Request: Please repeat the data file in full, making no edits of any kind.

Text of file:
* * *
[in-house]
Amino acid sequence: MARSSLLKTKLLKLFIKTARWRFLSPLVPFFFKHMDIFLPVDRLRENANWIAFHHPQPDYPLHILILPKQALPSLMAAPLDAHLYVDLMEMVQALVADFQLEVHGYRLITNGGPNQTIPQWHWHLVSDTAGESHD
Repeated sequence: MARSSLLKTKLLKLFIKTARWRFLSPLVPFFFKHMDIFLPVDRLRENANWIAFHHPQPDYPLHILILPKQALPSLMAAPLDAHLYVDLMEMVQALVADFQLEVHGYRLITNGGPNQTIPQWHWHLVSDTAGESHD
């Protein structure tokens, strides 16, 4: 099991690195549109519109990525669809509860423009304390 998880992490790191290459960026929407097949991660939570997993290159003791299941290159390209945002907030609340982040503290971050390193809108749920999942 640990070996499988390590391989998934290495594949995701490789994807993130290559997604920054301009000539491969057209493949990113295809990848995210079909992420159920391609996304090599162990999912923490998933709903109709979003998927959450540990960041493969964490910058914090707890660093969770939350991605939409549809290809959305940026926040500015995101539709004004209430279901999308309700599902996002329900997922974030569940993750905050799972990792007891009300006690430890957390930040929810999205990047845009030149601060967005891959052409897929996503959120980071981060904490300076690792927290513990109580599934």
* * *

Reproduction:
[in-house]
Amino acid sequence: MARSSLLKTKLLKLFIKTARWRFLSPLVPFFFKHMDIFLPVDRLRENANWIAFHHPQPDYPLHILILPKQALPSLMAAPLDAHLYVDLMEMVQALVADFQLEVHGYRLITNGGPNQTIPQWHWHLVSDTAGESHD
Repeated sequence: MARSSLLKTKLLKLFIKTARWRFLSPLVPFFFKHMDIFLPVDRLRENANWIAFHHPQPDYPLHILILPKQALPSLMAAPLDAHLYVDLMEMVQALVADFQLEVHGYRLITNGGPNQTIPQWHWHLVSDTAGESHD
């Protein structure tokens, strides 16, 4: 099991690195549109519109990525669809509860423009304390 998880992490790191290459960026929407097949991660939570997993290159003791299941290159390209945002907030609340982040503290971050390193809108749920999942 640990070996499988390590391989998934290495594949995701490789994807993130290559997604920054301009000539491969057209493949990113295809990848995210079909992420159920391609996304090599162990999912923490998933709903109709979003998927959450540990960041493969964490910058914090707890660093969770939350991605939409549809290809959305940026926040500015995101539709004004209430279901999308309700599902996002329900997922974030569940993750905050799972990792007891009300006690430890957390930040929810999205990047845009030149601060967005891959052409897929996503959120980071981060904490300076690792927290513990109580599934």